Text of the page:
“If only it were all so simple! If only there were evil people somewhere insidiously committing evil deeds, and it were necessary only to separate them from the rest of us and destroy them. But the line dividing good and evil cuts through the heart of every human being. And who is willing to destroy a piece of his own heart?”
Aleksandr Solzhenitsyn, The Gulag Archipelago 1918-1956
“First they came for the Socialists, and I did not speak out
Because I was not a Socialist.
Then they came for the Trade Unionists, and I did not speak out
Because I was not a Trade Unionist.
Then they came for the Jews, and I did not speak out
Because I was not a Jew.
Then they came for me—and there was no one left to speak for me.”
Rev. Martin Niemöller
“It is not our part to master all the tides of the world, but to do what is in us for the succour of those years wherein we are set, uprooting the evil in the fields that we know, so that those who live after may have clean earth to till. What weather they shall have is not ours to rule.”
J.R.R. Tolkien, The Return of the King
What is evil and what separates it from bad behavior? In my mind, the two are not different points on the same scale.
Bad relates to choices and outcomes. Bad luck, bad decisions, etc. that all can range from mild to disastrous. While I can make a decision that causes harm to another, as long as there was not an intent to cause harm, the decision was not an evil one, just bad one. Getting into an auto accident due to momentary distraction (spilling coffee on yourself – the decision to drink hot coffee while driving being the bad decision) for example.
Bad decisions are not only an inevitable, they are a necessary part of life. It is through bad choices and their outcomes that we learn what works and what doesn’t, and choose better alternatives. Bad choices drives the evolution of good choices, as well as evolution in general.
It is in this regard, that the difference between ignorant and stupid is made clear. Ignorance is simply the lack of knowledge of a subject, and is correctable through experience or training. When you make a bad decision because you did not know any better, you are ignorant (at least until you learn the lesson of your experience). Stupidity however is the failure to learn from experience, despite repeated instances of the event. Repeating the same action over and over, and expecting different results, is the classic definition of stupidity.
Evil decisions however are driven by intent. When the intent behind an action is to harm or subjugate others for your own gain or pleasure, then the intent is evil as is the person behind the action. And again, depending on the scope, this can range from lessor evils such as can exist in unhealthy relationships, to massive evils behind the decisions and actions of Stalin, Mao and Hitler that lead to the death of millions.
In this regard, objects and events cannot be evil. Guns are not evil any more than hammers or rocks – it is all in what you do with them. Likewise earthquakes or hurricanes are not evil. Even though thousands may die there is no intent behind them. However if the actions of others lead to deaths in these events (for example by not repairing levies in order to pad your pockets or by situating nuclear power plants on fault lines in order to lower cost and increase profits), then the people behind those actions have demonstrated evil intent, to the degree that they were conscious of the risks and took them anyway. Here then there are degrees of evil – evil through selfishness, and evil through deliberate intent.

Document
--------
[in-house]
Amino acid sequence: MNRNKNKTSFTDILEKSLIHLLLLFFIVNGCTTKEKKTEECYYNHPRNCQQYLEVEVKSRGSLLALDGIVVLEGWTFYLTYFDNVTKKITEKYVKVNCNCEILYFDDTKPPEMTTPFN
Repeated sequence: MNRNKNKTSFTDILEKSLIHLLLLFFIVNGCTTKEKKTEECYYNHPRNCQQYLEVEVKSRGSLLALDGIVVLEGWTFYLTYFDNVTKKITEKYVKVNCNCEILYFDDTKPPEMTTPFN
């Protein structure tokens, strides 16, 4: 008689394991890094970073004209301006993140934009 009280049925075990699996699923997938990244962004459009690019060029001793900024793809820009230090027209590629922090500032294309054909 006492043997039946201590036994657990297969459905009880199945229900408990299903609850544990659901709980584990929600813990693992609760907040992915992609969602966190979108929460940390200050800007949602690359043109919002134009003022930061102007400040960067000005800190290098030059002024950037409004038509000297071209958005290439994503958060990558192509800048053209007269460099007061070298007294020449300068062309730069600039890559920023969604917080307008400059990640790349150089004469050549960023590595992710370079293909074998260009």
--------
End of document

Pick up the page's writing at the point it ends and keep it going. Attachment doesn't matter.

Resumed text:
It is one degree of evil to situate the power plant in a high risk area knowing that it could cause large-scale death and harm, but you took that risk hoping that the event would not occur and you would get your reward in the interim. It is another (and much greater) degree of evil to situate the plant on the fault line because you are deliberately hoping for or acting to cause an event that can cause mass casualties.
But what about causing harm to others who intend harm to you? I consider the Duty to Protect to be one of my core duties (and it is for all living things, otherwise they will not survive). As such, defending myself against an aggressor is not evil – even if I kill them, though preemptively attacking them on the off chance that they might attack me, is evil.
This is an area where the aggregation of power in the nationstate has lead to the systemization of evil. All too often it is the excuse of preventing future harm that has lead to the excuse of needing to preemptively attack others before they attack us. This doctrine is as evil as those who willingly support and promote it.
In the end, evil starts with the individual. The individual with the unconscious mind is the fertile ground from which evil acts and an evil nature can spring, as they do not understand their own motivations. Religious and political ideology (or dogmatic ideology of any kind that restricts free thought), are the seeds that are planted in that fertile ground that can lead to widespread evil acts. Finally, it is evil governments and institutions, who fertilize and then reap the harvest for their benefit of the seeds that they have been planted in the susceptibly minds of individuals.